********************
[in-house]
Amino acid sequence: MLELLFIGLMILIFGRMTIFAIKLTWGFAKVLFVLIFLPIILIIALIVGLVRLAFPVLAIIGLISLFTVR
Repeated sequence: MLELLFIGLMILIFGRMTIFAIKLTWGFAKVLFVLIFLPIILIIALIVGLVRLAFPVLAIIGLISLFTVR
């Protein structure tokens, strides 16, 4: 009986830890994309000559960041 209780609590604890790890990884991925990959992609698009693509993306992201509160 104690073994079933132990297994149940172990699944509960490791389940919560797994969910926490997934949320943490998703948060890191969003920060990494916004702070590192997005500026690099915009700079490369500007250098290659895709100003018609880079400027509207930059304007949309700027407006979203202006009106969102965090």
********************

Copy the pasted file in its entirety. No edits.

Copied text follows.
[in-house]
Amino acid sequence: MLELLFIGLMILIFGRMTIFAIKLTWGFAKVLFVLIFLPIILIIALIVGLVRLAFPVLAIIGLISLFTVR
Repeated sequence: MLELLFIGLMILIFGRMTIFAIKLTWGFAKVLFVLIFLPIILIIALIVGLVRLAFPVLAIIGLISLFTVR
């Protein structure tokens, strides 16, 4: 009986830890994309000559960041 209780609590604890790890990884991925990959992609698009693509993306992201509160 104690073994079933132990297994149940172990699944509960490791389940919560797994969910926490997934949320943490998703948060890191969003920060990494916004702070590192997005500026690099915009700079490369500007250098290659895709100003018609880079400027509207930059304007949309700027407006979203202006009106969102965090």